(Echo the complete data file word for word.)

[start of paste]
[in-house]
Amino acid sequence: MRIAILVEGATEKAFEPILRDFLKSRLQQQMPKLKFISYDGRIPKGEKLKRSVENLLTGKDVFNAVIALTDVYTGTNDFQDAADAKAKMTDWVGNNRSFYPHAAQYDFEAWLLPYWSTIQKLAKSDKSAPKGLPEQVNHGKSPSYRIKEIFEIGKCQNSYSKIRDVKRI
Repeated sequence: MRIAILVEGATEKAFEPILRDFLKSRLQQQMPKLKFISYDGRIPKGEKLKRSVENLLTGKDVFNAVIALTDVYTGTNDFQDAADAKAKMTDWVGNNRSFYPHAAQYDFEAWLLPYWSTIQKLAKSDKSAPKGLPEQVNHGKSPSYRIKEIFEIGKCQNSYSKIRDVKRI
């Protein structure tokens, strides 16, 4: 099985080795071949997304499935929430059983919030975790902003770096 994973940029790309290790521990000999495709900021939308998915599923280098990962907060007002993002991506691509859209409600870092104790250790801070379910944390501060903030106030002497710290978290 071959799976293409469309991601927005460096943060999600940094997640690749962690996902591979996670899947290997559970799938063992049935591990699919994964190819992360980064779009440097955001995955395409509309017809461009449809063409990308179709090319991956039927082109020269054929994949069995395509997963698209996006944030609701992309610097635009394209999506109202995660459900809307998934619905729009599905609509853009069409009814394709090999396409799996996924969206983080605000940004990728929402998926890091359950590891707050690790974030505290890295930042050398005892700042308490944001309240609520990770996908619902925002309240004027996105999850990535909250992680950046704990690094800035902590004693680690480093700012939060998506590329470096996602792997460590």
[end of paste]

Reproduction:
[in-house]
Amino acid sequence: MRIAILVEGATEKAFEPILRDFLKSRLQQQMPKLKFISYDGRIPKGEKLKRSVENLLTGKDVFNAVIALTDVYTGTNDFQDAADAKAKMTDWVGNNRSFYPHAAQYDFEAWLLPYWSTIQKLAKSDKSAPKGLPEQVNHGKSPSYRIKEIFEIGKCQNSYSKIRDVKRI
Repeated sequence: MRIAILVEGATEKAFEPILRDFLKSRLQQQMPKLKFISYDGRIPKGEKLKRSVENLLTGKDVFNAVIALTDVYTGTNDFQDAADAKAKMTDWVGNNRSFYPHAAQYDFEAWLLPYWSTIQKLAKSDKSAPKGLPEQVNHGKSPSYRIKEIFEIGKCQNSYSKIRDVKRI
């Protein structure tokens, strides 16, 4: 099985080795071949997304499935929430059983919030975790902003770096 994973940029790309290790521990000999495709900021939308998915599923280098990962907060007002993002991506691509859209409600870092104790250790801070379910944390501060903030106030002497710290978290 071959799976293409469309991601927005460096943060999600940094997640690749962690996902591979996670899947290997559970799938063992049935591990699919994964190819992360980064779009440097955001995955395409509309017809461009449809063409990308179709090319991956039927082109020269054929994949069995395509997963698209996006944030609701992309610097635009394209999506109202995660459900809307998934619905729009599905609509853009069409009814394709090999396409799996996924969206983080605000940004990728929402998926890091359950590891707050690790974030505290890295930042050398005892700042308490944001309240609520990770996908619902925002309240004027996105999850990535909250992680950046704990690094800035902590004693680690480093700012939060998506590329470096996602792997460590």